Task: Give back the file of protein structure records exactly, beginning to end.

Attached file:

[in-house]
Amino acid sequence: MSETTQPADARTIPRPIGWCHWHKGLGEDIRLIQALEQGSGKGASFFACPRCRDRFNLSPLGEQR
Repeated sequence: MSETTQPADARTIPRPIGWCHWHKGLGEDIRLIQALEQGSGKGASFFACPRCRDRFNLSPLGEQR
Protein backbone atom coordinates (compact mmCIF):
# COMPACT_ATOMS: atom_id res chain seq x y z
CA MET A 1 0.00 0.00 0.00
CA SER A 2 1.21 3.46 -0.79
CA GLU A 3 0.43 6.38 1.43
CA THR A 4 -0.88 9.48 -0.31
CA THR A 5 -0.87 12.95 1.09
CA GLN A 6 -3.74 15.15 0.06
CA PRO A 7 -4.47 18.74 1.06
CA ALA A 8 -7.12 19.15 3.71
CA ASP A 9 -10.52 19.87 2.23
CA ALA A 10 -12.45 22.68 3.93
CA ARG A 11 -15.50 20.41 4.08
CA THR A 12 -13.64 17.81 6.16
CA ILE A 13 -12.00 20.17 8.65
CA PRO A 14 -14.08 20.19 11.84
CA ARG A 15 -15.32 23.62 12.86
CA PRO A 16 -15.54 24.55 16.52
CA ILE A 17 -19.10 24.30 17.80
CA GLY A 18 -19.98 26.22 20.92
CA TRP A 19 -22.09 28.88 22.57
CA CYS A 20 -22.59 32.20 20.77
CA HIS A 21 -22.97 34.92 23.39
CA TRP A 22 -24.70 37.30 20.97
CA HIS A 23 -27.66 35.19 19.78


[in-house]
Amino acid sequence: MSETTQPADARTIPRPIGWCHWHKGLGEDIRLIQALEQGSGKGASFFACPRCRDRFNLSPLGEQR
Repeated sequence: MSETTQPADARTIPRPIGWCHWHKGLGEDIRLIQALEQGSGKGASFFACPRCRDRFNLSPLGEQR
Protein backbone atom coordinates (compact mmCIF):
# COMPACT_ATOMS: atom_id res chain seq x y z
CA MET A 1 0.00 0.00 0.00
CA SER A 2 1.21 3.46 -0.79
CA GLU A 3 0.43 6.38 1.43
CA THR A 4 -0.88 9.48 -0.31
CA THR A 5 -0.87 12.95 1.09
CA GLN A 6 -3.74 15.15 0.06
CA PRO A 7 -4.47 18.74 1.06
CA ALA A 8 -7.12 19.15 3.71
CA ASP A 9 -10.52 19.87 2.23
CA ALA A 10 -12.45 22.68 3.93
CA ARG A 11 -15.50 20.41 4.08
CA THR A 12 -13.64 17.81 6.16
CA ILE A 13 -12.00 20.17 8.65
CA PRO A 14 -14.08 20.19 11.84
CA ARG A 15 -15.32 23.62 12.86
CA PRO A 16 -15.54 24.55 16.52
CA ILE A 17 -19.10 24.30 17.80
CA GLY A 18 -19.98 26.22 20.92
CA TRP A 19 -22.09 28.88 22.57
CA CYS A 20 -22.59 32.20 20.77
CA HIS A 21 -22.97 34.92 23.39
CA TRP A 22 -24.70 37.30 20.97
CA HIS A 23 -27.66 35.19 19.78